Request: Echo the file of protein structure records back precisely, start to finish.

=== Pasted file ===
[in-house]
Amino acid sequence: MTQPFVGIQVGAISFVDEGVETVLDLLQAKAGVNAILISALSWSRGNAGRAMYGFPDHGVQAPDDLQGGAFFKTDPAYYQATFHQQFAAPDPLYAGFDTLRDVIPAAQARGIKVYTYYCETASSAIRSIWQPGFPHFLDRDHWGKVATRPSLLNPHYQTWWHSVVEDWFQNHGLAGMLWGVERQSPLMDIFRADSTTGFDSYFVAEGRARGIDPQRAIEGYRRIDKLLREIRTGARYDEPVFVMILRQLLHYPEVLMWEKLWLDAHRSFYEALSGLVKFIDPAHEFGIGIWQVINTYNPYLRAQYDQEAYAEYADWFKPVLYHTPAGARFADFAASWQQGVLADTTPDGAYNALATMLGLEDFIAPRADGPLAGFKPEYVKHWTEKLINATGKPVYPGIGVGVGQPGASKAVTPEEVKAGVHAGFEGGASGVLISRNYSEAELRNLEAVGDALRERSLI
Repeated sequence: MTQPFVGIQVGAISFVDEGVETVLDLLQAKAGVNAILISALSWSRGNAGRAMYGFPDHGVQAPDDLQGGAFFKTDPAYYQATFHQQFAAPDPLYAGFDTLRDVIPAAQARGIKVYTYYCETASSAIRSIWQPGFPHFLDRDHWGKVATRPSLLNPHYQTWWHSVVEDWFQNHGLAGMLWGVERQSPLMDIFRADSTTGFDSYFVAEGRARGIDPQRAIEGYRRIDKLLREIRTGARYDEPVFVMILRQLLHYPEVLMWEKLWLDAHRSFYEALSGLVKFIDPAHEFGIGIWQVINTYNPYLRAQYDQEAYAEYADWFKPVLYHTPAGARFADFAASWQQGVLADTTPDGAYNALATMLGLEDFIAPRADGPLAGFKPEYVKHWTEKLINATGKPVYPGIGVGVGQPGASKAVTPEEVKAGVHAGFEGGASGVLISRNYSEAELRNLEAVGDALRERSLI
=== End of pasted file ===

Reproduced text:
[in-house]
Amino acid sequence: MTQPFVGIQVGAISFVDEGVETVLDLLQAKAGVNAILISALSWSRGNAGRAMYGFPDHGVQAPDDLQGGAFFKTDPAYYQATFHQQFAAPDPLYAGFDTLRDVIPAAQARGIKVYTYYCETASSAIRSIWQPGFPHFLDRDHWGKVATRPSLLNPHYQTWWHSVVEDWFQNHGLAGMLWGVERQSPLMDIFRADSTTGFDSYFVAEGRARGIDPQRAIEGYRRIDKLLREIRTGARYDEPVFVMILRQLLHYPEVLMWEKLWLDAHRSFYEALSGLVKFIDPAHEFGIGIWQVINTYNPYLRAQYDQEAYAEYADWFKPVLYHTPAGARFADFAASWQQGVLADTTPDGAYNALATMLGLEDFIAPRADGPLAGFKPEYVKHWTEKLINATGKPVYPGIGVGVGQPGASKAVTPEEVKAGVHAGFEGGASGVLISRNYSEAELRNLEAVGDALRERSLI
Repeated sequence: MTQPFVGIQVGAISFVDEGVETVLDLLQAKAGVNAILISALSWSRGNAGRAMYGFPDHGVQAPDDLQGGAFFKTDPAYYQATFHQQFAAPDPLYAGFDTLRDVIPAAQARGIKVYTYYCETASSAIRSIWQPGFPHFLDRDHWGKVATRPSLLNPHYQTWWHSVVEDWFQNHGLAGMLWGVERQSPLMDIFRADSTTGFDSYFVAEGRARGIDPQRAIEGYRRIDKLLREIRTGARYDEPVFVMILRQLLHYPEVLMWEKLWLDAHRSFYEALSGLVKFIDPAHEFGIGIWQVINTYNPYLRAQYDQEAYAEYADWFKPVLYHTPAGARFADFAASWQQGVLADTTPDGAYNALATMLGLEDFIAPRADGPLAGFKPEYVKHWTEKLINATGKPVYPGIGVGVGQPGASKAVTPEEVKAGVHAGFEGGASGVLISRNYSEAELRNLEAVGDALRERSLI